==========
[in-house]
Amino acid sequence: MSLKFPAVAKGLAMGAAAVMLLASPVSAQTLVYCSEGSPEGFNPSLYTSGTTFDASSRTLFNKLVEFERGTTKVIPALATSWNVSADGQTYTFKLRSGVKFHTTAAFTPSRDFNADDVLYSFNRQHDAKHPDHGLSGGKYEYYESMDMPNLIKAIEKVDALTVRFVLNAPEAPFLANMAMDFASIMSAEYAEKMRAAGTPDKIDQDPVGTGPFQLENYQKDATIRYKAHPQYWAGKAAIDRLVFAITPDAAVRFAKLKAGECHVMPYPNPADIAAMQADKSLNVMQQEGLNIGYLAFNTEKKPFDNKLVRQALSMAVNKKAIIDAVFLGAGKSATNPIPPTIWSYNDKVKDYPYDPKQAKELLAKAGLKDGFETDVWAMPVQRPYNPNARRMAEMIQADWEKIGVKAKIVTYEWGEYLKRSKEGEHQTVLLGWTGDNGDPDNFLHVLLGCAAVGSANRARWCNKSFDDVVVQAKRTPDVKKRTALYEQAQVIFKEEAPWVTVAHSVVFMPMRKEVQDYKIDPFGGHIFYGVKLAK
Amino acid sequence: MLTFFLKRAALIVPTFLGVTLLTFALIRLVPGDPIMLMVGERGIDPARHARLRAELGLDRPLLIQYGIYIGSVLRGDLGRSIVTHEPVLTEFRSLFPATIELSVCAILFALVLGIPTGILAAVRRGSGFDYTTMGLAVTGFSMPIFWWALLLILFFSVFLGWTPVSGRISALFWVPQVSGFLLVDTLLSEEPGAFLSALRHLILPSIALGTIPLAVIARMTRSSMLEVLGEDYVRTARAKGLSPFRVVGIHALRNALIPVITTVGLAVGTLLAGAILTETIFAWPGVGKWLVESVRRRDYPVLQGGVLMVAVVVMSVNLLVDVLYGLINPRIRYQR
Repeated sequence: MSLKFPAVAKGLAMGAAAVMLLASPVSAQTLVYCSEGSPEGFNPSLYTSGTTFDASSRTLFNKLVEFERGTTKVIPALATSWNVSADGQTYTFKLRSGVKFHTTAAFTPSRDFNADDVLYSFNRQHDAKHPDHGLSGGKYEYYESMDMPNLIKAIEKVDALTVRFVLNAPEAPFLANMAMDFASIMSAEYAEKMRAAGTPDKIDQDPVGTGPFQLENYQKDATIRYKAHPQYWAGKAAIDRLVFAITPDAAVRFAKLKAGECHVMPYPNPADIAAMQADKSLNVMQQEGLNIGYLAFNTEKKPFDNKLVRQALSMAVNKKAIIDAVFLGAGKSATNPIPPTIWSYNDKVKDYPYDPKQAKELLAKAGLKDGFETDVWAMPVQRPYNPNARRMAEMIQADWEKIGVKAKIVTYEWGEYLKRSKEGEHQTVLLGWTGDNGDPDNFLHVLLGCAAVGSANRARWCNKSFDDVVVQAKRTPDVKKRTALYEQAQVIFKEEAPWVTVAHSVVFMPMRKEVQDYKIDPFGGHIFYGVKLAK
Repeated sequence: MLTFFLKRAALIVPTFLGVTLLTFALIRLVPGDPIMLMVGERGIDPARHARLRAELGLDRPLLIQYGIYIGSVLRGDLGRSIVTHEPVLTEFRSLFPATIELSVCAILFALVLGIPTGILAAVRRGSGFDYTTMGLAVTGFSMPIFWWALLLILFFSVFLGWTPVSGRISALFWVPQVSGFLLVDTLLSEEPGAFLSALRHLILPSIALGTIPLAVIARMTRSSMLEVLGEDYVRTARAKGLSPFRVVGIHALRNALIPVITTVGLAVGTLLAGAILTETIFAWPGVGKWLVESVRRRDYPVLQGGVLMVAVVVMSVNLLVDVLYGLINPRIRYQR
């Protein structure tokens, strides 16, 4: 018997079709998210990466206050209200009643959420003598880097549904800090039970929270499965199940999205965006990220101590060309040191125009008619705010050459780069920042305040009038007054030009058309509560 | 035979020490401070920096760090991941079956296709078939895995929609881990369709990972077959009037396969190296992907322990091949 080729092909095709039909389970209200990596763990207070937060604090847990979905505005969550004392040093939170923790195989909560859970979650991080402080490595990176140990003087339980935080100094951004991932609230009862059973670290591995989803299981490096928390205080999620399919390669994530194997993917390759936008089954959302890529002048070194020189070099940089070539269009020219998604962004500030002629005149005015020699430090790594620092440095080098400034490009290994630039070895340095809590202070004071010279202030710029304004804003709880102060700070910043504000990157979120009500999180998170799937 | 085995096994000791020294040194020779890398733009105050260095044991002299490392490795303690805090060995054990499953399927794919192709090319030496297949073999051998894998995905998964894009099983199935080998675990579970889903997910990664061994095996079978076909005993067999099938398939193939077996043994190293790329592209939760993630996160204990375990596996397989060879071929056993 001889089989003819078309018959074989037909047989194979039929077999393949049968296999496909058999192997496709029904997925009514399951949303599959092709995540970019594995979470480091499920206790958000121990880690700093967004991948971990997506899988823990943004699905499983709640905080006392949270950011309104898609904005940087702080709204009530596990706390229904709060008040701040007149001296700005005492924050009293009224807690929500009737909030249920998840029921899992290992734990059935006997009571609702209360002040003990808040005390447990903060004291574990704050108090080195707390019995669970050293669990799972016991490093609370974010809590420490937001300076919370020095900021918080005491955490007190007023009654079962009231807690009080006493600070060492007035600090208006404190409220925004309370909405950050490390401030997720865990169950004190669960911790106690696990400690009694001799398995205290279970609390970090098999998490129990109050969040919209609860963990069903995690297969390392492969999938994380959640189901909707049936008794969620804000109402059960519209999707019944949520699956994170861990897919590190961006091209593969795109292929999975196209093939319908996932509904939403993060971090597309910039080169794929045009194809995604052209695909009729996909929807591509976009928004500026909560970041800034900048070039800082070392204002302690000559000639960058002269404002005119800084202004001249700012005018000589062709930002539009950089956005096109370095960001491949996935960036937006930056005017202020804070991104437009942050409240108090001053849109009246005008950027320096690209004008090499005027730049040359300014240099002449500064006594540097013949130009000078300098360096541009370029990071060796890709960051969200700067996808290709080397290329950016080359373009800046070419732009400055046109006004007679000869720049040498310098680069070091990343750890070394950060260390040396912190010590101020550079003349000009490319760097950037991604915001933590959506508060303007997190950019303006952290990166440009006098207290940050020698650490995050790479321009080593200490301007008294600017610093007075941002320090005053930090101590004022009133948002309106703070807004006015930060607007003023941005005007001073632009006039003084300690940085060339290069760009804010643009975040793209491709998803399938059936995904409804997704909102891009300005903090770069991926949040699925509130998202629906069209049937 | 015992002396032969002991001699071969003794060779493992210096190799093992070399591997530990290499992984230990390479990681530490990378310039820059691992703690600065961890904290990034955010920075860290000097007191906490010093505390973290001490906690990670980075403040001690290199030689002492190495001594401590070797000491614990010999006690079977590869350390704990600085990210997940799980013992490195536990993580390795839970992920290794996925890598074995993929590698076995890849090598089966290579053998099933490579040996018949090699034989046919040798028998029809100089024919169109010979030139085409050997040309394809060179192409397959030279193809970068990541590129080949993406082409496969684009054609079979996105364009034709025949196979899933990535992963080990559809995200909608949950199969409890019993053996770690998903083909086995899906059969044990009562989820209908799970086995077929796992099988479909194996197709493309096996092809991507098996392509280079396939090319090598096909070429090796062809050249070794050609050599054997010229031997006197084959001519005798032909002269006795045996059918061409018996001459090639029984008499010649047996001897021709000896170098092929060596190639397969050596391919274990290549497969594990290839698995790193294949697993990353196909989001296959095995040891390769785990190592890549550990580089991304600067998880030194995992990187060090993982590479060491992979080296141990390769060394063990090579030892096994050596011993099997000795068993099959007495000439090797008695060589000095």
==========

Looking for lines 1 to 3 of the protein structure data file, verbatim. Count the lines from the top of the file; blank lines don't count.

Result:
[in-house]
Amino acid sequence: MSLKFPAVAKGLAMGAAAVMLLASPVSAQTLVYCSEGSPEGFNPSLYTSGTTFDASSRTLFNKLVEFERGTTKVIPALATSWNVSADGQTYTFKLRSGVKFHTTAAFTPSRDFNADDVLYSFNRQHDAKHPDHGLSGGKYEYYESMDMPNLIKAIEKVDALTVRFVLNAPEAPFLANMAMDFASIMSAEYAEKMRAAGTPDKIDQDPVGTGPFQLENYQKDATIRYKAHPQYWAGKAAIDRLVFAITPDAAVRFAKLKAGECHVMPYPNPADIAAMQADKSLNVMQQEGLNIGYLAFNTEKKPFDNKLVRQALSMAVNKKAIIDAVFLGAGKSATNPIPPTIWSYNDKVKDYPYDPKQAKELLAKAGLKDGFETDVWAMPVQRPYNPNARRMAEMIQADWEKIGVKAKIVTYEWGEYLKRSKEGEHQTVLLGWTGDNGDPDNFLHVLLGCAAVGSANRARWCNKSFDDVVVQAKRTPDVKKRTALYEQAQVIFKEEAPWVTVAHSVVFMPMRKEVQDYKIDPFGGHIFYGVKLAK
Amino acid sequence: MLTFFLKRAALIVPTFLGVTLLTFALIRLVPGDPIMLMVGERGIDPARHARLRAELGLDRPLLIQYGIYIGSVLRGDLGRSIVTHEPVLTEFRSLFPATIELSVCAILFALVLGIPTGILAAVRRGSGFDYTTMGLAVTGFSMPIFWWALLLILFFSVFLGWTPVSGRISALFWVPQVSGFLLVDTLLSEEPGAFLSALRHLILPSIALGTIPLAVIARMTRSSMLEVLGEDYVRTARAKGLSPFRVVGIHALRNALIPVITTVGLAVGTLLAGAILTETIFAWPGVGKWLVESVRRRDYPVLQGGVLMVAVVVMSVNLLVDVLYGLINPRIRYQR